"Too many (U.K.) retailers still don't fully understand what skills are required to run the online channel," Newman wrote. "There tends to be too much emphasis on technical skills and not enough on core retailing requirements such as good old-fashioned day-to-day trading." Some good thoughts there for retailers on any continent.
Mind the gap—the skills gap that is. Everyone knows that supply can't meet demand when it comes to E-Commerce roles. Retailers rationalizing their store portfolios and focusing online will only exacerbate the issue.
And given the growth opportunities presented by the Web and cross-channel, a combination of lost sales demand and market share will be the effect of the shortage of skills and resources.
But a shortfall of resource is not the only challenge. There is also a lack of 'relevant resource'; by this I mean people with the appropriate skills to do the job.
The lack of appropriately skilled resources is partly driven by the fact that too many retailers still don't fully understand what skills are required to run the online channel. There tends to be too much emphasis on technical skills and not enough on core retailing requirements such as good old-fashioned day-to-day trading.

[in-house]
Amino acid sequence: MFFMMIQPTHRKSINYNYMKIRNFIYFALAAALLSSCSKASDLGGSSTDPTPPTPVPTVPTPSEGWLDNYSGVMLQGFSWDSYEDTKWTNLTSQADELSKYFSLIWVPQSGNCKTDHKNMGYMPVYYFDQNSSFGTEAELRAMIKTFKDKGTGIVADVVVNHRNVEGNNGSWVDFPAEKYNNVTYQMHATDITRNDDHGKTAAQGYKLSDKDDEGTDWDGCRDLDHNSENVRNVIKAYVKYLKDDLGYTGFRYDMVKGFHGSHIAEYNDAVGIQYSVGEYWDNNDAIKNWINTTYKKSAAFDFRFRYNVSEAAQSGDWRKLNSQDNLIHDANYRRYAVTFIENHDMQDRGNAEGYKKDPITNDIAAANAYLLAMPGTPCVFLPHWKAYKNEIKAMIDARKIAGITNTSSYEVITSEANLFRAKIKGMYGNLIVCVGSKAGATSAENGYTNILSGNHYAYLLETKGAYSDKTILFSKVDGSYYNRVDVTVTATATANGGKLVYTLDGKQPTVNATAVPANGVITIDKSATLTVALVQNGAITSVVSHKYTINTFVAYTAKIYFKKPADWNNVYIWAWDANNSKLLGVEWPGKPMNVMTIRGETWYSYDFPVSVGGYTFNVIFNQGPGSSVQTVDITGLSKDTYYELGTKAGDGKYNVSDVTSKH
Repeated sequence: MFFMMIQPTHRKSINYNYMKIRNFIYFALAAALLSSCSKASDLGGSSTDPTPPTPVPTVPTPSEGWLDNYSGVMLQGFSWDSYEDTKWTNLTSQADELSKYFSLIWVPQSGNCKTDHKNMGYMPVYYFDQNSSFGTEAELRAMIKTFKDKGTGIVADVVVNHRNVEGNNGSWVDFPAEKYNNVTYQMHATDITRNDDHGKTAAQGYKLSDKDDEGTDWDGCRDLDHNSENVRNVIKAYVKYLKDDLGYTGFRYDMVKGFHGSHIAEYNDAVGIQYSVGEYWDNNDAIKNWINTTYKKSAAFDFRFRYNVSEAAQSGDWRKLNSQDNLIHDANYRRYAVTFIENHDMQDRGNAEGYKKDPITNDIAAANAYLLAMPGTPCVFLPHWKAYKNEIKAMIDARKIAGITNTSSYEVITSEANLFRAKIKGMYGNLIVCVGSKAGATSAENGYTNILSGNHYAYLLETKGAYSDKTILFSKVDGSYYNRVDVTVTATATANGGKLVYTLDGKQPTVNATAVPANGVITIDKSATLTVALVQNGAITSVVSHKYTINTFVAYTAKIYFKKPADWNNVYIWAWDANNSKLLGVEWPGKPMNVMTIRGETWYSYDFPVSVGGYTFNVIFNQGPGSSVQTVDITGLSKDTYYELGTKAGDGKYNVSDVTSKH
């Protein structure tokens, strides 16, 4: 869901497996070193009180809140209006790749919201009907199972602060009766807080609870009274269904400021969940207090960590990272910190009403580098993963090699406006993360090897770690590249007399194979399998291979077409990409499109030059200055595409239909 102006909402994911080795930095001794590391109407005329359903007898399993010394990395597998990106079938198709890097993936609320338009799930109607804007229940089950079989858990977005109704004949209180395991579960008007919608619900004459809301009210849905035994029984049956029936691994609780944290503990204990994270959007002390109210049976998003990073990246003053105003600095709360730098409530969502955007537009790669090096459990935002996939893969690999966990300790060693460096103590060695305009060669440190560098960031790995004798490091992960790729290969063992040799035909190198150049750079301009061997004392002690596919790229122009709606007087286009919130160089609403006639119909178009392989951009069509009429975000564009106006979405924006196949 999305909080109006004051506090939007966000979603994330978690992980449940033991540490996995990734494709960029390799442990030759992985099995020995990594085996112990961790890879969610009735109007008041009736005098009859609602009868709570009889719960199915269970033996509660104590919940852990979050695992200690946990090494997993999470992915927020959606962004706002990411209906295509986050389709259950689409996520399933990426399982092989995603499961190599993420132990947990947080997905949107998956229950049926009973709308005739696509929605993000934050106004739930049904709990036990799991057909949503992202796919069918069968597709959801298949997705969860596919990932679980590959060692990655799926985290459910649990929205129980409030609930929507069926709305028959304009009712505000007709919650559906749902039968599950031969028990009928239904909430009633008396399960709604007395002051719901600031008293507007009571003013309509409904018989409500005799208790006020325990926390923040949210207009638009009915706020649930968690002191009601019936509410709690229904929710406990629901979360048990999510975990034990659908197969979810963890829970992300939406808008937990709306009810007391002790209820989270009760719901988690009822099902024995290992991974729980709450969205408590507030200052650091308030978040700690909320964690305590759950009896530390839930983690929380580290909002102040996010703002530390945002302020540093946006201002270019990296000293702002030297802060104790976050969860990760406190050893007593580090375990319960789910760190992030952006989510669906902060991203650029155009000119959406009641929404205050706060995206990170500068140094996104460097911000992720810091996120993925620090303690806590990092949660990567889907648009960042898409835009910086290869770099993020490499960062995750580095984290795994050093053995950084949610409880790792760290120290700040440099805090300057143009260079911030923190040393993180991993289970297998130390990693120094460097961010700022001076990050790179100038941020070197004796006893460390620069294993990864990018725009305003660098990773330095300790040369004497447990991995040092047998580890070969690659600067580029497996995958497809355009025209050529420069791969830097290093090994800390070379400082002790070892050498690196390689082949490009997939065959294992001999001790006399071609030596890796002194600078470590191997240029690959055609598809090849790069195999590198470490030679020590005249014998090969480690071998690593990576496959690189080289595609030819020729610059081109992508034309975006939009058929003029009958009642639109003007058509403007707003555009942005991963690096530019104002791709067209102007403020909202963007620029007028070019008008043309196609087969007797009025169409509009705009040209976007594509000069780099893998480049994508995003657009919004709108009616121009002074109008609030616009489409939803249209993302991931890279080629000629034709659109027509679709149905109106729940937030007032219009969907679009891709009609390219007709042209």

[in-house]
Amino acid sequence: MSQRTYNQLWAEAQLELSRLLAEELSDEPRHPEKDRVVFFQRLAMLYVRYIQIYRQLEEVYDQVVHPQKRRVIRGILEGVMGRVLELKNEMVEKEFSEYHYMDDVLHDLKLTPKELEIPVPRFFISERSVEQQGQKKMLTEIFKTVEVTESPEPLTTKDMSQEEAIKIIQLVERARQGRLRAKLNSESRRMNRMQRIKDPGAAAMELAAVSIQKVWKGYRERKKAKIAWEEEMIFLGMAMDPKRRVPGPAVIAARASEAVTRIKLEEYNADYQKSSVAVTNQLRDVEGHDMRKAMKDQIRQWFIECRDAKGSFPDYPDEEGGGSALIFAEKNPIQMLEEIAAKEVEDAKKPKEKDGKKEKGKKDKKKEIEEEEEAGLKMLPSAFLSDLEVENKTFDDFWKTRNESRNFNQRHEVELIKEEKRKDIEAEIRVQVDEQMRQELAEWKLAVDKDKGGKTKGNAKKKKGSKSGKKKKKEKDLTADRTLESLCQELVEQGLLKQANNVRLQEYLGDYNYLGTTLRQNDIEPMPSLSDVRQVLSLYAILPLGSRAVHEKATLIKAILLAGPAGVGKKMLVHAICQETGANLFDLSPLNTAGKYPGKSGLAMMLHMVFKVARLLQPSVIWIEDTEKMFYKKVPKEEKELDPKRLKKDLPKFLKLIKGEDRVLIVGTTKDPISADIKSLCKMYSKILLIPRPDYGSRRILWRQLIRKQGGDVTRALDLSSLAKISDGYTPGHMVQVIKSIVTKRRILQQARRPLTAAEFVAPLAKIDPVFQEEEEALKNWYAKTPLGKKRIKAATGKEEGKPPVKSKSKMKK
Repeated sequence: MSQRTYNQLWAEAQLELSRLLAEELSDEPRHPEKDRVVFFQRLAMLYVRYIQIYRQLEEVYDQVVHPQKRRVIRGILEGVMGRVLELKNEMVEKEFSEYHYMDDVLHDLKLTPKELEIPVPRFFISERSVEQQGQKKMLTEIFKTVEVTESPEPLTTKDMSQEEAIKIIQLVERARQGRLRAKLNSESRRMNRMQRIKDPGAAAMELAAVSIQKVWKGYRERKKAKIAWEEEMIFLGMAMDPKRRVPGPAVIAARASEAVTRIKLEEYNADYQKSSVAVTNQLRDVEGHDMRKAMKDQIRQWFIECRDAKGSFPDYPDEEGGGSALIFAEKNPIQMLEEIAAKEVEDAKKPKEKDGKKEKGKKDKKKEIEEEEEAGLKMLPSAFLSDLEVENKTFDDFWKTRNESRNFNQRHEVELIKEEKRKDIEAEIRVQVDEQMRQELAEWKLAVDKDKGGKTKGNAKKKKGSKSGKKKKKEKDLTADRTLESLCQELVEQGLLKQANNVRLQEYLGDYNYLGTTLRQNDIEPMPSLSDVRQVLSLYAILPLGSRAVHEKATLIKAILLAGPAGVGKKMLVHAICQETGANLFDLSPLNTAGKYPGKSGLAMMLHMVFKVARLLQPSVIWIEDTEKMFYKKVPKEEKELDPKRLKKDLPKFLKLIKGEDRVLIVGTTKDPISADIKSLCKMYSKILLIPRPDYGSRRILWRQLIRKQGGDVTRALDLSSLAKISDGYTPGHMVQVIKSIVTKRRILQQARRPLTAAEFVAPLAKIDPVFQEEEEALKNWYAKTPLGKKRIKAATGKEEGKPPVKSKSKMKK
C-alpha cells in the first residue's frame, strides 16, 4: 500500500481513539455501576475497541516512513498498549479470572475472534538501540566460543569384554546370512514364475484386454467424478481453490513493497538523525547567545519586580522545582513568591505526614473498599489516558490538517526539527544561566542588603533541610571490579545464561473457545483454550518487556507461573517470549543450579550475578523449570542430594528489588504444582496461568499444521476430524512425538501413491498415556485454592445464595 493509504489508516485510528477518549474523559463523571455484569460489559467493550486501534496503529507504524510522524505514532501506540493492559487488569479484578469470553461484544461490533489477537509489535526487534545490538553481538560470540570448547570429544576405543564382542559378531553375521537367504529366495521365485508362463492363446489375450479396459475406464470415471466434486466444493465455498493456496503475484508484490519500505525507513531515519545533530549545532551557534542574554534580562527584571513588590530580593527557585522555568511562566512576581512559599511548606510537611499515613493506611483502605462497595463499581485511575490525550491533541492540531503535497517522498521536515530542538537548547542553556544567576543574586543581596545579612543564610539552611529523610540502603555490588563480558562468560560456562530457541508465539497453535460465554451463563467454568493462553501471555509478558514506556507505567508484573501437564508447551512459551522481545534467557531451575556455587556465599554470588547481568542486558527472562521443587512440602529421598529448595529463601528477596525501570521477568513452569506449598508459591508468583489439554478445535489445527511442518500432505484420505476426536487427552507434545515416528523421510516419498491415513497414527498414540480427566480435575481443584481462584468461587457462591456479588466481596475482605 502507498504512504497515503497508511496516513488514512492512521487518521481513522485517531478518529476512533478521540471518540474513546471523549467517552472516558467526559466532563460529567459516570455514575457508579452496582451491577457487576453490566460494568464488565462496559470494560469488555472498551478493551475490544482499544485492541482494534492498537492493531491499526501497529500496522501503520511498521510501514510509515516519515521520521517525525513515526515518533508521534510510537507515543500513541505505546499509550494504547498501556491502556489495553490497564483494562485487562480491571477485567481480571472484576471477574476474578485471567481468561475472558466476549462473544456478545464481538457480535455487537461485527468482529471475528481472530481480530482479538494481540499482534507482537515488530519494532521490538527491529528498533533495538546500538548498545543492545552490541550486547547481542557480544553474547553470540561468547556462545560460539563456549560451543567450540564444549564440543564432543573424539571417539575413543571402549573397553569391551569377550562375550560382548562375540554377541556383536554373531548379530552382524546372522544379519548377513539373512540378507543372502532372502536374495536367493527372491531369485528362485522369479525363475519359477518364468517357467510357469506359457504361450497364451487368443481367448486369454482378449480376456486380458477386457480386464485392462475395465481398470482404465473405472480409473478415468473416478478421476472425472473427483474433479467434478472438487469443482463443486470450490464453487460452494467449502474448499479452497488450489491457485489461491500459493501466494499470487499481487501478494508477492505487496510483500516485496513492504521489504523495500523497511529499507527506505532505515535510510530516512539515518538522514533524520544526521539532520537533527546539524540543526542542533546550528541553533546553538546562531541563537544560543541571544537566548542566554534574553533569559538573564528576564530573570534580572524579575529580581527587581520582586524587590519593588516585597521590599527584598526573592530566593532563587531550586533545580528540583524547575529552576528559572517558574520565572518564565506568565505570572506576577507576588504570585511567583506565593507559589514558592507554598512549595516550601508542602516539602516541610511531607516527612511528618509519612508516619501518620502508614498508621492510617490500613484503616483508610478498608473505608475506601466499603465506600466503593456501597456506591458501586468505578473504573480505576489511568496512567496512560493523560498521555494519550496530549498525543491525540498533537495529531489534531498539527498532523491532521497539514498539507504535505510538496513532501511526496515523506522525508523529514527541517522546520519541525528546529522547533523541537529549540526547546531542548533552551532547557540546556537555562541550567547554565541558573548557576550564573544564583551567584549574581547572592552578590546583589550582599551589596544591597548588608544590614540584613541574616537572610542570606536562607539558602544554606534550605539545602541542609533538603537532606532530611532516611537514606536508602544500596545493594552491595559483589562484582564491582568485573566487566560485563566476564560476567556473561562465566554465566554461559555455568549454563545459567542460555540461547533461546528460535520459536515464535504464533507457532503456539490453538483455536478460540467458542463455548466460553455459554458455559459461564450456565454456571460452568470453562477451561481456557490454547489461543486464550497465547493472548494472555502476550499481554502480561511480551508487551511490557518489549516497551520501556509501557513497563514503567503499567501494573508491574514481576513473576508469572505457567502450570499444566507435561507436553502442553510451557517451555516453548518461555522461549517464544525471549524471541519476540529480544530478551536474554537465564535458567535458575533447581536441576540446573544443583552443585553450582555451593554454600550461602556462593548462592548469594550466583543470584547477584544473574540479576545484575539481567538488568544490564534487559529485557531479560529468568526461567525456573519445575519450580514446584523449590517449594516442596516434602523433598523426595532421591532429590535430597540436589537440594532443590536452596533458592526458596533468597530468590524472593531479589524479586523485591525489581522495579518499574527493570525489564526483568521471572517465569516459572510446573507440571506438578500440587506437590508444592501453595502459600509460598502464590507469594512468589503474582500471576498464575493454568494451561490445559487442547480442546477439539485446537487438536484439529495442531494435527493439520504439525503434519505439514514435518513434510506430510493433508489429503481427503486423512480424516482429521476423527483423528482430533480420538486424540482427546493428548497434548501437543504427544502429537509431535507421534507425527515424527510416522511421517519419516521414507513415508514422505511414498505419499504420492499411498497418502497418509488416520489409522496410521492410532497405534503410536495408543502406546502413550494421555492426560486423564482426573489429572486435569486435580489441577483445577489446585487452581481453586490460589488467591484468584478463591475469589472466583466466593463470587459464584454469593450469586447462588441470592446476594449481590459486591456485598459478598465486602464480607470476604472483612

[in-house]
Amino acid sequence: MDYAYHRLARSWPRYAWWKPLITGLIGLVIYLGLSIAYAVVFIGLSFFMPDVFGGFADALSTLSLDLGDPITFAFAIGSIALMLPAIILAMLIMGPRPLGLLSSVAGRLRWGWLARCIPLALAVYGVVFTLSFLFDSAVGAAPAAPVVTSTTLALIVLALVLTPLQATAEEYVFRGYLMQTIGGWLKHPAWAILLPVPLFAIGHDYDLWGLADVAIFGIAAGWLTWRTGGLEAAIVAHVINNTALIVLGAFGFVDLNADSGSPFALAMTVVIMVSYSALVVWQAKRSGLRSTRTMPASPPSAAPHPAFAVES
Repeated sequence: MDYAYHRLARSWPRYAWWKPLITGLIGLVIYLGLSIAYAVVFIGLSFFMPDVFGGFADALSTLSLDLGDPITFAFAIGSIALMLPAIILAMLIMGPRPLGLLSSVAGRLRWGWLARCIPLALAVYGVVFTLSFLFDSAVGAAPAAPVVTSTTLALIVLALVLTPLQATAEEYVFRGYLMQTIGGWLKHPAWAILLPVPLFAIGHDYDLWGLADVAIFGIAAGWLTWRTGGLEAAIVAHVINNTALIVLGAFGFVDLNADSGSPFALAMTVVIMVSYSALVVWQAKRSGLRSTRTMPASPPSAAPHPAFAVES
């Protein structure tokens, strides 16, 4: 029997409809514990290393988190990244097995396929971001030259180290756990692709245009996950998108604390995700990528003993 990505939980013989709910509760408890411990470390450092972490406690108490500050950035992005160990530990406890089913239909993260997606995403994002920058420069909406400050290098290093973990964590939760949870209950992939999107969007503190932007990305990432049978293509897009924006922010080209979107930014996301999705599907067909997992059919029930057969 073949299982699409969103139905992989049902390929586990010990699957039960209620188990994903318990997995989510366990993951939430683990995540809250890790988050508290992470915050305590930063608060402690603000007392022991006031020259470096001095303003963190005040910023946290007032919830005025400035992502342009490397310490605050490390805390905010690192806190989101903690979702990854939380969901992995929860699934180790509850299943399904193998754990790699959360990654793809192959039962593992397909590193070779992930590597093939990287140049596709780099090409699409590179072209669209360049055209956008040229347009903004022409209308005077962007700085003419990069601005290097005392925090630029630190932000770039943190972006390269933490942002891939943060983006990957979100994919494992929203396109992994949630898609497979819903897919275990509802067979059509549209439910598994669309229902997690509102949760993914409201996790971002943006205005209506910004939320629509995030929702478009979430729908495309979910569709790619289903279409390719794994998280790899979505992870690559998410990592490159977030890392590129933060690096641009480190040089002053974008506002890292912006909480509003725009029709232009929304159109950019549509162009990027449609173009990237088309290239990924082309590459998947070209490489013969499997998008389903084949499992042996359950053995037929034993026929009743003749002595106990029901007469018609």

This can be evidenced by the fact that most retailers have very similar structures for their store business because it's a well-understood model, yet there are no two retailers that have the same structure for their online channel.
One of the main drivers of the shortfall in resource is short-termism, where businesses appear to accept the fact that employees in E-Commerce roles will churn faster than in other parts of the business.
Few companies put enough emphasis on staff retention in the online channel. Succession planning, long-term bonuses and opportunities to develop new skills have to be the starting point if you're serious about giving employees a reason to walk away from the lure of big salary increases to jump ship, which is now commonplace.
Someone told me recently that there are twice the number of people studying journalism today as there were 10 years ago, with half the number of jobs available.
We need to ensure more young people are choosing to come into our industry. Surely the starting point has to be creating more choice of courses for students to consider E-Commerce and multichannel retailing as a career.
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